How to downgrade Google Pixel from Android 13 to Android 12 {Video}

Your Google Pixel may have received the stable Android 13 version or even an earlier Beta release, and as a result, you may be missing out on some features or not getting the optimal experience. Fortunately, if you have any significant issues or simply don’t like the current iteration of Android 13, you can downgrade your build of Android 13 back to a stable version of Android 12 as long as you’re not using the Pixel 6/6 Pro or 6a.

If you haven’t already, you should check out our incredibly simple guide on how to install Android 13 on your Pixel. Although the transition from Android 12 to 13 is rather painless, you might want to know how to downgrade from this build if you simply don’t like it or run into issues you weren’t expecting.

Although this procedure hasn’t changed much since the Google Pixel series debuted back in 2016, it may be well known to seasoned users and Android enthusiasts but may not be as well known to those who are new to the mobile platform, which is why we’ve provided this guide. However, it is now simpler than ever to flash factory images on Pixel devices thanks to the Android Flash Tool.

Before we get started, it’s crucial to understand that there are a few steps you’ll need to take and some restrictions about which you should be informed before you can return to a stable Android 12 build.

First off, downgrading is NOT possible on the Pixel 6, Pixel 6 Pro, or Pixel 6a after sideloading or installing the Android 13 stable release. The bootloader update in this OTA update raises the anti-rollback version. This practically means that you should proceed with caution because, after you have updated a Pixel 6 series phone to the stable build, there is no way to go back to Android 12. You can use this guide if you’re still using the Android 13 Beta. For the majority of users, this probably won’t be an issue, but you should be aware that the transition from Android 12 to Android 13 only happens once. Therefore, the Pixel 4/4 XL, Pixel 4A, Pixel 4A 5G, Pixel 5, and Pixel 5a are the primary targets of this tutorial.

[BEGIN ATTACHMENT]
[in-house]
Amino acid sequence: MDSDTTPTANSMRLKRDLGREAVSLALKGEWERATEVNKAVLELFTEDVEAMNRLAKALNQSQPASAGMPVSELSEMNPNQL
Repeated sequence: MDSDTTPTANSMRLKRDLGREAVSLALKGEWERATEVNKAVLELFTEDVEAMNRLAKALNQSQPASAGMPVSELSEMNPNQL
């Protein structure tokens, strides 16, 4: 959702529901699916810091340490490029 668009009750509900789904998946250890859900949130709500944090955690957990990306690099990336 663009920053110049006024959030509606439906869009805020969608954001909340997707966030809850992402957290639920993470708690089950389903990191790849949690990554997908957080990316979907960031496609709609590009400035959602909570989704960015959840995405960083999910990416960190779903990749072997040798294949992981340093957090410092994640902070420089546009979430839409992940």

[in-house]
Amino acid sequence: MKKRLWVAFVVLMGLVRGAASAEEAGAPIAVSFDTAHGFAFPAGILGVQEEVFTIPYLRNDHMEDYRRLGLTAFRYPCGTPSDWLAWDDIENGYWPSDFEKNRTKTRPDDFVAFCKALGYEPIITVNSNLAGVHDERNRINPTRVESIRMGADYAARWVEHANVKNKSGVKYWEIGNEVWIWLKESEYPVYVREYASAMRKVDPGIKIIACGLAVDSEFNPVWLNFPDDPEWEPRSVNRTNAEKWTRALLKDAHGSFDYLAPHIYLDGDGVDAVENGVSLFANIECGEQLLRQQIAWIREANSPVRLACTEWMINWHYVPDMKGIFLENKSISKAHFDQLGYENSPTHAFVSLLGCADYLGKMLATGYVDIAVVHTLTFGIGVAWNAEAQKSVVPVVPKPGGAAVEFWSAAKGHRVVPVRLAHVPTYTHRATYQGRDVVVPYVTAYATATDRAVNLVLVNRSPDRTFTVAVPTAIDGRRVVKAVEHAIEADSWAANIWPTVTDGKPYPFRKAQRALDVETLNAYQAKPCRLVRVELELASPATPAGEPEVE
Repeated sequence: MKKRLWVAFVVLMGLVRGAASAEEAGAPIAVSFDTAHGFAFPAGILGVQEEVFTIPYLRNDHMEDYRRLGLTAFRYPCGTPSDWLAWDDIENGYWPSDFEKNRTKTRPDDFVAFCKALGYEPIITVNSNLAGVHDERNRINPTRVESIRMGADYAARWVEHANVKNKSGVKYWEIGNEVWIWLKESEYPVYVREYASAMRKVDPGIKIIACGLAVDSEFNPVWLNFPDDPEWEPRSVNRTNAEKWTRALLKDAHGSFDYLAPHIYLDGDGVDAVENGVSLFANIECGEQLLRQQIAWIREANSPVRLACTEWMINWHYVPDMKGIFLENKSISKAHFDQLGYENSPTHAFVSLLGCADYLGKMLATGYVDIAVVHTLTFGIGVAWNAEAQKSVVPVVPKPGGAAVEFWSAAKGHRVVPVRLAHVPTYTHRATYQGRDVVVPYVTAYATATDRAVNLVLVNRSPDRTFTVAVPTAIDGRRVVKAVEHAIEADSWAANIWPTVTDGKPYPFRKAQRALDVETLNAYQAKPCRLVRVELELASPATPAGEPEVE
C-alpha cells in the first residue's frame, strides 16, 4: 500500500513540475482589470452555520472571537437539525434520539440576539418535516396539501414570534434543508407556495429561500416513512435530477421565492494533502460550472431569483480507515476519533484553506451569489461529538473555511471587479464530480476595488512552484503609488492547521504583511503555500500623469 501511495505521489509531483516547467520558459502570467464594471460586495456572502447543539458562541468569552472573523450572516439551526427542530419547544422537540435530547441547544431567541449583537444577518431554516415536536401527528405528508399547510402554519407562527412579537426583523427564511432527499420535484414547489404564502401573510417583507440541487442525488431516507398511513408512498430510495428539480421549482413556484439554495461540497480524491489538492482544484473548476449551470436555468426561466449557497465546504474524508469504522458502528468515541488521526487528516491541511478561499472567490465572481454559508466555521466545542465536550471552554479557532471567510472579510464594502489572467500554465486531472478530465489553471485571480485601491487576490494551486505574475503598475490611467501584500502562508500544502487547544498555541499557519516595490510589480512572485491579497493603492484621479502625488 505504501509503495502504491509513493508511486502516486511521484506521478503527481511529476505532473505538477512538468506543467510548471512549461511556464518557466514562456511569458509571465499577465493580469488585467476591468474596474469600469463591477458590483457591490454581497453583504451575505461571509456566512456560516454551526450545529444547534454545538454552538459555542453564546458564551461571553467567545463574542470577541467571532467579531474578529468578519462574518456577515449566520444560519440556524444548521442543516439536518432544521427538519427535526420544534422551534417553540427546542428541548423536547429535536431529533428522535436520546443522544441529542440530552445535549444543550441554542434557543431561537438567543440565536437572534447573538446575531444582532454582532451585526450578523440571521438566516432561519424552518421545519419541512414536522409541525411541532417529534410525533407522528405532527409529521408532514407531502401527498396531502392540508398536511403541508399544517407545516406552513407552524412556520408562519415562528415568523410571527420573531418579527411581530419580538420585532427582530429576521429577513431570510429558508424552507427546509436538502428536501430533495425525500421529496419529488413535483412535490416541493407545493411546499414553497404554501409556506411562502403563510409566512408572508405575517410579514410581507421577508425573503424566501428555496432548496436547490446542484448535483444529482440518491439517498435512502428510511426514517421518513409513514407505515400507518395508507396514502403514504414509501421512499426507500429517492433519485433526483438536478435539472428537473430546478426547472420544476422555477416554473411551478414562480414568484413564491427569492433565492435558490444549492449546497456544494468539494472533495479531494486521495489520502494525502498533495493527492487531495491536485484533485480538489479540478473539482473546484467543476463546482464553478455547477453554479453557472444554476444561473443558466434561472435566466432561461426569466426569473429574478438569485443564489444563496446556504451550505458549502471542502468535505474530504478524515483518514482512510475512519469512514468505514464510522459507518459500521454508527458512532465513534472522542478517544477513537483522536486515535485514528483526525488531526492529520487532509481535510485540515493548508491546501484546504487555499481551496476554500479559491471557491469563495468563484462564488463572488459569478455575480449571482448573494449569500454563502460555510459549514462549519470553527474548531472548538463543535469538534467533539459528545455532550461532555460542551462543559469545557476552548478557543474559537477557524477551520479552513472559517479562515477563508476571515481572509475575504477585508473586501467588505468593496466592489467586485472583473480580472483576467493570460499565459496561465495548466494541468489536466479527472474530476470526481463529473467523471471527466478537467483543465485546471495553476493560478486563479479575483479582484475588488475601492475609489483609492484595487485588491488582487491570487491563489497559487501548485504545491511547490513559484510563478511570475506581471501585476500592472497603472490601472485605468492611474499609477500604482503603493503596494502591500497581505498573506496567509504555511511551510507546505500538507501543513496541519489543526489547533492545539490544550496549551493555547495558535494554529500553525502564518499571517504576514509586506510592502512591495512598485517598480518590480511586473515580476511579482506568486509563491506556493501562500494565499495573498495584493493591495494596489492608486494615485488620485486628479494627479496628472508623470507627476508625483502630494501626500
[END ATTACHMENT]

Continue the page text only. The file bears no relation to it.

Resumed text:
Second, before ever attempting anything, make sure to back up all of your data. Due to the fact that this procedure necessitates a FULL device wipe, which will be performed multiple times, you WILL lose your device’s data. For anyone wishing to utilize the Chrome browser-based flashing tool, we have also supplied instructions.

Back up before proceeding or lose important files and data!

Note: Since this article is also written for Windows users, the procedure for people using MacOS or Linux may differ.

FAST METHOD: DISCONTINUE FROM THE BETA Simply go to the dedicated Android 13 Beta page and unenroll your chosen device from these user-facing preview builds if you are still running the public preview. Locate your phone and tap the Opt out button. An OTA update will then be sent, wiping all of the device’s data and installing Android 12.1/12L, the most recent stable version of the operating system. We usually advise backing up all crucial data and files beforehand if you go with this strategy.


Video How to downgrade from the Android 13 Beta 4 or Developer Preview on Google Pixel 2. Enable USB debugging and OEM unlocking 3. Download the Factory Image for your device 4. Boot into device bootloader 5. Unlock the bootloader 6a. Enter the flash command 7. Relock the bootloader (optional) dedicated Android 13 Beta page 0 To downgrade your current Android 12 build to an earlier version, you’ll need to use ADB or Android Debug Bridge. For easy access while executing commands, we advise placing the unzipped platform-tools package on your desktop. The most recent platform-tools zip file is available for download from dedicated Android 13 Beta page 1.

As an alternative, dedicated Android 13 Beta page 2 provides a very straightforward method to guarantee that you always have the most recent version of Platform-Tools installed on your Windows, Mac, or Linux computer. Nexus Tools was created in Dart and is compatible with Chrome OS, Windows Subsystem for Linux, Linux, macOS, and Windows. Once Nexus Tools is complete, you can run adb, fastboot, and other instructions without encountering any difficulties.